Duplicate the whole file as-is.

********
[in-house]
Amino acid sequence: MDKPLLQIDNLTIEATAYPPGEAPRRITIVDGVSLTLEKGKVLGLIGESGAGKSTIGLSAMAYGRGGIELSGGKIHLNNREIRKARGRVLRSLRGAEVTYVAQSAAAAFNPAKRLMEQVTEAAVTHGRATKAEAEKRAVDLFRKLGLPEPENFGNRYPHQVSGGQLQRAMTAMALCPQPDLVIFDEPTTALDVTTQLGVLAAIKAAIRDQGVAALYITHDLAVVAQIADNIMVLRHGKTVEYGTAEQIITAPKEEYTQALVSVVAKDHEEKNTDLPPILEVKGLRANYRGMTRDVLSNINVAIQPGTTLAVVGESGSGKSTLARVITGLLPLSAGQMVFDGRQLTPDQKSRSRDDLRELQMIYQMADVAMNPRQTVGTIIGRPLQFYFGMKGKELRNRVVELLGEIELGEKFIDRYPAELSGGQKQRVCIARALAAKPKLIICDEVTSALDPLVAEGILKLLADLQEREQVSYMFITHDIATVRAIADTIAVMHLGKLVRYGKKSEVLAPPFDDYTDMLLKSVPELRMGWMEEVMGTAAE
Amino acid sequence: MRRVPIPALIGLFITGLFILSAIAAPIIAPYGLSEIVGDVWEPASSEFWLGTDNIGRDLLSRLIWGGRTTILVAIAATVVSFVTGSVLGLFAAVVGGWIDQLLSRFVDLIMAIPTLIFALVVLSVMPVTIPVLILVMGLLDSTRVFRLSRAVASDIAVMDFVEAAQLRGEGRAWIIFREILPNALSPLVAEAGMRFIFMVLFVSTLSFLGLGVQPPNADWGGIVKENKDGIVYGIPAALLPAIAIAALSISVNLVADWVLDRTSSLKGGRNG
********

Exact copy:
[in-house]
Amino acid sequence: MDKPLLQIDNLTIEATAYPPGEAPRRITIVDGVSLTLEKGKVLGLIGESGAGKSTIGLSAMAYGRGGIELSGGKIHLNNREIRKARGRVLRSLRGAEVTYVAQSAAAAFNPAKRLMEQVTEAAVTHGRATKAEAEKRAVDLFRKLGLPEPENFGNRYPHQVSGGQLQRAMTAMALCPQPDLVIFDEPTTALDVTTQLGVLAAIKAAIRDQGVAALYITHDLAVVAQIADNIMVLRHGKTVEYGTAEQIITAPKEEYTQALVSVVAKDHEEKNTDLPPILEVKGLRANYRGMTRDVLSNINVAIQPGTTLAVVGESGSGKSTLARVITGLLPLSAGQMVFDGRQLTPDQKSRSRDDLRELQMIYQMADVAMNPRQTVGTIIGRPLQFYFGMKGKELRNRVVELLGEIELGEKFIDRYPAELSGGQKQRVCIARALAAKPKLIICDEVTSALDPLVAEGILKLLADLQEREQVSYMFITHDIATVRAIADTIAVMHLGKLVRYGKKSEVLAPPFDDYTDMLLKSVPELRMGWMEEVMGTAAE
Amino acid sequence: MRRVPIPALIGLFITGLFILSAIAAPIIAPYGLSEIVGDVWEPASSEFWLGTDNIGRDLLSRLIWGGRTTILVAIAATVVSFVTGSVLGLFAAVVGGWIDQLLSRFVDLIMAIPTLIFALVVLSVMPVTIPVLILVMGLLDSTRVFRLSRAVASDIAVMDFVEAAQLRGEGRAWIIFREILPNALSPLVAEAGMRFIFMVLFVSTLSFLGLGVQPPNADWGGIVKENKDGIVYGIPAALLPAIAIAALSISVNLVADWVLDRTSSLKGGRNG